In 2010, I met my ex-husband. Red flags and gut feelings surfaced, but I just dismissed them, not wanting to rock the boat. More arguments would inevitably lead to the divorce discussion, and that was a topic best kept at bay.

And so I soldiered on… longer, harder than I ever have before, until I physically and mentally just couldn’t anymore. I remembered looking at myself in the mirror, and thinking that I was just a shell of who I used to be. I no longer was that vibrant, laughing, silly girl. It was in that moment, that I decided the pain of staying was far greater than the pain of leaving. And so I left. But I knew the real battle was about to begin.

Photo by Taylor Smith on Unsplash

In my mind, I had already begun prepping myself for when I was to face my family. I consoled myself, telling myself that in a couple of years, when the dust settled, no one would even remember and blink an eye. No one would see you as a failure and an embarrassment. More importantly, no one would die from your dishonor, from your family sustaining yet another divorce, from you being over 25 and now unmarried, which solidly classified you as a leftover woman in Chinese culture. A divorced leftover woman. Basically used goods.

It was easier said than done.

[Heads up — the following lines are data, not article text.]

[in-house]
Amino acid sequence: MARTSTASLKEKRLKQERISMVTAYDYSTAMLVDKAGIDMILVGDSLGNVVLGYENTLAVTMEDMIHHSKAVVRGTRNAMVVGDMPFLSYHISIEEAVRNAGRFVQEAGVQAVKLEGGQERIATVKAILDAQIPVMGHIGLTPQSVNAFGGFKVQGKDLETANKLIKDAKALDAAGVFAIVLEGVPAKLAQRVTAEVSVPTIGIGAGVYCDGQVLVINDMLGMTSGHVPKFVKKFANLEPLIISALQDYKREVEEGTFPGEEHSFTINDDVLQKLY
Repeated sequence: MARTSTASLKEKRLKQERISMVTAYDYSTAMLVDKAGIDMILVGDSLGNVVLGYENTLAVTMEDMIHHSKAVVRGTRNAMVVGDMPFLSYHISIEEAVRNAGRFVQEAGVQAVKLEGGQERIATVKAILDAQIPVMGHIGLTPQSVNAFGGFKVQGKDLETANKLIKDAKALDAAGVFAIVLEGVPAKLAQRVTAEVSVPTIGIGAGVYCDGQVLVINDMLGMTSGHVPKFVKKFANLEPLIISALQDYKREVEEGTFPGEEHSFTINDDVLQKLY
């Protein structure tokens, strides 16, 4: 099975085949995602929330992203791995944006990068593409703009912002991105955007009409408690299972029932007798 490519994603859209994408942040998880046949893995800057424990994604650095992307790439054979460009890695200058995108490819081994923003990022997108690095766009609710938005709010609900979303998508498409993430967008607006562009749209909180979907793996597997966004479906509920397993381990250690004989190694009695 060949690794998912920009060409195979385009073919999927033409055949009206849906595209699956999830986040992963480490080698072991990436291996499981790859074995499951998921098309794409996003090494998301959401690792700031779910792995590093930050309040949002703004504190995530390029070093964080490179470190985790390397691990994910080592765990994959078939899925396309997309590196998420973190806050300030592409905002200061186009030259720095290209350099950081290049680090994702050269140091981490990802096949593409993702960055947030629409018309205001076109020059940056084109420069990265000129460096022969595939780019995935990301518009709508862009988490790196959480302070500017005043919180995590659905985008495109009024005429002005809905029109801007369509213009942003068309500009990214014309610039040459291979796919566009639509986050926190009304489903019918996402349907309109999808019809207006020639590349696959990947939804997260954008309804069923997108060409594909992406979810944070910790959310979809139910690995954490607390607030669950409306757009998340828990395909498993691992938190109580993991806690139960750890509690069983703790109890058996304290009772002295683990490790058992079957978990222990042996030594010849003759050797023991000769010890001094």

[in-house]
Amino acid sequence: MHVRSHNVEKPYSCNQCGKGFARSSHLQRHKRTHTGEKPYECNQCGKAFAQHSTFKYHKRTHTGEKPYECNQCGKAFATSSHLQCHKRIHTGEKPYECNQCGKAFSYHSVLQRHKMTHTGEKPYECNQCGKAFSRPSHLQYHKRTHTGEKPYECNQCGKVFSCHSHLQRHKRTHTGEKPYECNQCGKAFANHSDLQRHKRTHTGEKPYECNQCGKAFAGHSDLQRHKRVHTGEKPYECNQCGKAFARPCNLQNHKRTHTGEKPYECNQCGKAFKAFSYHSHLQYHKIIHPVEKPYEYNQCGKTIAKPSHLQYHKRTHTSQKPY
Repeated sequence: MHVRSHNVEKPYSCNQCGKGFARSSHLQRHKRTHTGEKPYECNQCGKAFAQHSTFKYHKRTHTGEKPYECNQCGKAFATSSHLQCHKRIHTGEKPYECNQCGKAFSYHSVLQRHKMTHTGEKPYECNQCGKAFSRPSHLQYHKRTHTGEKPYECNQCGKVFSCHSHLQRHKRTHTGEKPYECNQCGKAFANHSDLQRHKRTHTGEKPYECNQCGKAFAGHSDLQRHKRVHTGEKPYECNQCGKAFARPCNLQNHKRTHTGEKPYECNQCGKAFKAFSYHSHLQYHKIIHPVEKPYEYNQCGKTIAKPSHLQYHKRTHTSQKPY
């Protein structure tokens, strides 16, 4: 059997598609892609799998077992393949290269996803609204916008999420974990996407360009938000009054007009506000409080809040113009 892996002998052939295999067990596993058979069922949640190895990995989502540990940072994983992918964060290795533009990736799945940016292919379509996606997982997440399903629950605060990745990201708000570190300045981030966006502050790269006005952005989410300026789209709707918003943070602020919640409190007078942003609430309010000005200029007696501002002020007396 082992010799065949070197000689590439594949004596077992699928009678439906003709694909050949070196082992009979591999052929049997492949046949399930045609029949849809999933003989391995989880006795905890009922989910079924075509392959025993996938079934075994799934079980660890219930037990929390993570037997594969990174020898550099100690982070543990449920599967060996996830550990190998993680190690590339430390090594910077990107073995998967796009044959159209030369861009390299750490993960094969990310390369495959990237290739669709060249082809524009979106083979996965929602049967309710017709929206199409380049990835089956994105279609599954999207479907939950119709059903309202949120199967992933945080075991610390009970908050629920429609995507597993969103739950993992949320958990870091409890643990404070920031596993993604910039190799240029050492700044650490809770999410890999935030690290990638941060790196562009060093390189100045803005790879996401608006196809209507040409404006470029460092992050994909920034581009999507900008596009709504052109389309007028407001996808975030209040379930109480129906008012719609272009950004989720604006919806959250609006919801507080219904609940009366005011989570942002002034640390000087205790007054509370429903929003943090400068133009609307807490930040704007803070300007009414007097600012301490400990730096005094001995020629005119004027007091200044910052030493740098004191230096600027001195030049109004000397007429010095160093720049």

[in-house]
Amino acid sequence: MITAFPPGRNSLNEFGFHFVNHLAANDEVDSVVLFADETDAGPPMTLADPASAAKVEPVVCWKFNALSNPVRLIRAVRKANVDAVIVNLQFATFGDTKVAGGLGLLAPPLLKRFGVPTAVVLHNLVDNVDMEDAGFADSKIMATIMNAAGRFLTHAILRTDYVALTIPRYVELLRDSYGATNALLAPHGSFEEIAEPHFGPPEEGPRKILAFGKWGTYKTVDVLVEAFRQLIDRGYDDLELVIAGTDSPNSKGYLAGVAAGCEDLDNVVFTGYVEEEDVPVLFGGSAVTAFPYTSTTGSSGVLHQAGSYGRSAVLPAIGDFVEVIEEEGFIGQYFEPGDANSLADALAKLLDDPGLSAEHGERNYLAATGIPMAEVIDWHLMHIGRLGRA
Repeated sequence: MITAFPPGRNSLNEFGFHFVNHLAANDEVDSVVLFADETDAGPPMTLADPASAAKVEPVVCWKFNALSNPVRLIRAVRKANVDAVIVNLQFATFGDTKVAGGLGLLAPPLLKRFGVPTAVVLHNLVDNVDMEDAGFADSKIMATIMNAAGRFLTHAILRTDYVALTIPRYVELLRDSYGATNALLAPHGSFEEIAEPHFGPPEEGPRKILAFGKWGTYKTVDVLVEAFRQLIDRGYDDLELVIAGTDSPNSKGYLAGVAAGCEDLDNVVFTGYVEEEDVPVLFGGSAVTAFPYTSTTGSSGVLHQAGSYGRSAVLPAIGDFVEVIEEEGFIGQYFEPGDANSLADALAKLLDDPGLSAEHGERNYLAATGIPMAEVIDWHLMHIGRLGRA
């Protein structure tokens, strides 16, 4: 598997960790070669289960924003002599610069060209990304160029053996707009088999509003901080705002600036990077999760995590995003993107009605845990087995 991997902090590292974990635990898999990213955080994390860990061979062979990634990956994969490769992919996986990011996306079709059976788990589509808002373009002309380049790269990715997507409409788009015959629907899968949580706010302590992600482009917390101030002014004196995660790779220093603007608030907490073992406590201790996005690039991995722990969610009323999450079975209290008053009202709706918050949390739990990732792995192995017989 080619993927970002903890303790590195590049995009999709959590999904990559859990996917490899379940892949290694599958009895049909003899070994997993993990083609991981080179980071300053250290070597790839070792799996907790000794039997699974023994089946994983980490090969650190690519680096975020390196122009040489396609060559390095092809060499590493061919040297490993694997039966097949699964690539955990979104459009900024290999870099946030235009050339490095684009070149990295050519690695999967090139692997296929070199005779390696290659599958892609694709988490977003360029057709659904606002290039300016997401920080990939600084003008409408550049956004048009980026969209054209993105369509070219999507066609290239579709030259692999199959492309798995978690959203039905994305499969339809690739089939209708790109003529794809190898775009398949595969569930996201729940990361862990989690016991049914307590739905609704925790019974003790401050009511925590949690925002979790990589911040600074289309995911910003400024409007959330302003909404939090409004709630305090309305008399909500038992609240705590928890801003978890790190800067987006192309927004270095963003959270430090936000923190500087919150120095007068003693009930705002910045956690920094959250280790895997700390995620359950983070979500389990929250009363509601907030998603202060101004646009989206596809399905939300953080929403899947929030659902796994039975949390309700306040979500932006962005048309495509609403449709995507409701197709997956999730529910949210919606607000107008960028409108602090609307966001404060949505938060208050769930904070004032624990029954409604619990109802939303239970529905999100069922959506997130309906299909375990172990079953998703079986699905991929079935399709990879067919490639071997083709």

I was living overseas with him, and did not tell my immediate family I was back stateside, for good, until about a month in. I couldn’t. No matter how logically I thought about it, there was no way to override that emotional imprint that shame left when I was a kid.

Not only that, people carried the shame for me. My mother, not wanting her coworkers to see me with her, lest they ask questions. My family not talking to me about it, or talking to me about anything. Awkward silences.

That is shame at its best: silencer, isolater, inferior complex.

I decided this time around the shame outcome was going to be different. I am older, and have much more resources available. The next few years, I took my time to really unpack it. I no longer want shame to tag along wherever I went. I wanted to finally live my life for me, hold my head up high and know that a broken marriage should not, and does not, define me. I wanted to break the cycle and not give it the power it clearly does not deserve. The journey was tough and intense, but needed to happen.

I won.

Today, shame is no longer my shadow. This past Thanksgiving, my aunt… the same aunt who long ago unwittingly set my path of shame in motion, also the person I love and respect the most in this world… spoke about my divorce to me in hushed tones along with some hurtful words. She did not mean to hurt. She was actually being very loving, loving in the only way she knew how. Because I’ve since let go of shame presiding, I was able to take what she said in stride, which was meant for my best, and no longer feel the burden to carry.

The divorced status, quite literally, liberated me.

Individual in her journey of growth and spirituality // Looking to capture others’ stories about life in THE TURNING POINT